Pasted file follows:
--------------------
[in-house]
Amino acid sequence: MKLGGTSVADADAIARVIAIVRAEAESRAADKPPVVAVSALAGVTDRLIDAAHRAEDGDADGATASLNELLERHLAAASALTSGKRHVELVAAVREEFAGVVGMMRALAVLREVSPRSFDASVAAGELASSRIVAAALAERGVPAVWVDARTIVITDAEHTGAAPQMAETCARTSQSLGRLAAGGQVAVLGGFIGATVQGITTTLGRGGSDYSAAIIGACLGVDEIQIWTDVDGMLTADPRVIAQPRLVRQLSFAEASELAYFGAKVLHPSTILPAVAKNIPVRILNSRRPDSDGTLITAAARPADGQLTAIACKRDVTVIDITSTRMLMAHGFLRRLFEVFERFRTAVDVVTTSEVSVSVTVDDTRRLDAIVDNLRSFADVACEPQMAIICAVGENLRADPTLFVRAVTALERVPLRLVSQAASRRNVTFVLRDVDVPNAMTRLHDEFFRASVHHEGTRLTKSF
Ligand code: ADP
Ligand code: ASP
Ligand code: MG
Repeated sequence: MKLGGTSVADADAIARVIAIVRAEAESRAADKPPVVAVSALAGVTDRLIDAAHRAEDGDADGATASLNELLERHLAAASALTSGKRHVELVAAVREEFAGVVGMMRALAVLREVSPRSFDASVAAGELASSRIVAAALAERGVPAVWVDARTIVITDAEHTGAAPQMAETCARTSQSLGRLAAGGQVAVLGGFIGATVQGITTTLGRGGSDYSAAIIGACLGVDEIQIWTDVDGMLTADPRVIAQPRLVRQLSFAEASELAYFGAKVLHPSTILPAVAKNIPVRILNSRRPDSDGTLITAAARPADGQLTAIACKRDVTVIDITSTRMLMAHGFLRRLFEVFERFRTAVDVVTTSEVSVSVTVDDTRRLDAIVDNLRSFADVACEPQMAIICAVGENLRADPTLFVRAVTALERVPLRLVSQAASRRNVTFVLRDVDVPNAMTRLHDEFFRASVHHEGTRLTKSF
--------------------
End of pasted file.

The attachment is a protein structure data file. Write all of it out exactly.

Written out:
[in-house]
Amino acid sequence: MKLGGTSVADADAIARVIAIVRAEAESRAADKPPVVAVSALAGVTDRLIDAAHRAEDGDADGATASLNELLERHLAAASALTSGKRHVELVAAVREEFAGVVGMMRALAVLREVSPRSFDASVAAGELASSRIVAAALAERGVPAVWVDARTIVITDAEHTGAAPQMAETCARTSQSLGRLAAGGQVAVLGGFIGATVQGITTTLGRGGSDYSAAIIGACLGVDEIQIWTDVDGMLTADPRVIAQPRLVRQLSFAEASELAYFGAKVLHPSTILPAVAKNIPVRILNSRRPDSDGTLITAAARPADGQLTAIACKRDVTVIDITSTRMLMAHGFLRRLFEVFERFRTAVDVVTTSEVSVSVTVDDTRRLDAIVDNLRSFADVACEPQMAIICAVGENLRADPTLFVRAVTALERVPLRLVSQAASRRNVTFVLRDVDVPNAMTRLHDEFFRASVHHEGTRLTKSF
Ligand code: ADP
Ligand code: ASP
Ligand code: MG
Repeated sequence: MKLGGTSVADADAIARVIAIVRAEAESRAADKPPVVAVSALAGVTDRLIDAAHRAEDGDADGATASLNELLERHLAAASALTSGKRHVELVAAVREEFAGVVGMMRALAVLREVSPRSFDASVAAGELASSRIVAAALAERGVPAVWVDARTIVITDAEHTGAAPQMAETCARTSQSLGRLAAGGQVAVLGGFIGATVQGITTTLGRGGSDYSAAIIGACLGVDEIQIWTDVDGMLTADPRVIAQPRLVRQLSFAEASELAYFGAKVLHPSTILPAVAKNIPVRILNSRRPDSDGTLITAAARPADGQLTAIACKRDVTVIDITSTRMLMAHGFLRRLFEVFERFRTAVDVVTTSEVSVSVTVDDTRRLDAIVDNLRSFADVACEPQMAIICAVGENLRADPTLFVRAVTALERVPLRLVSQAASRRNVTFVLRDVDVPNAMTRLHDEFFRASVHHEGTRLTKSF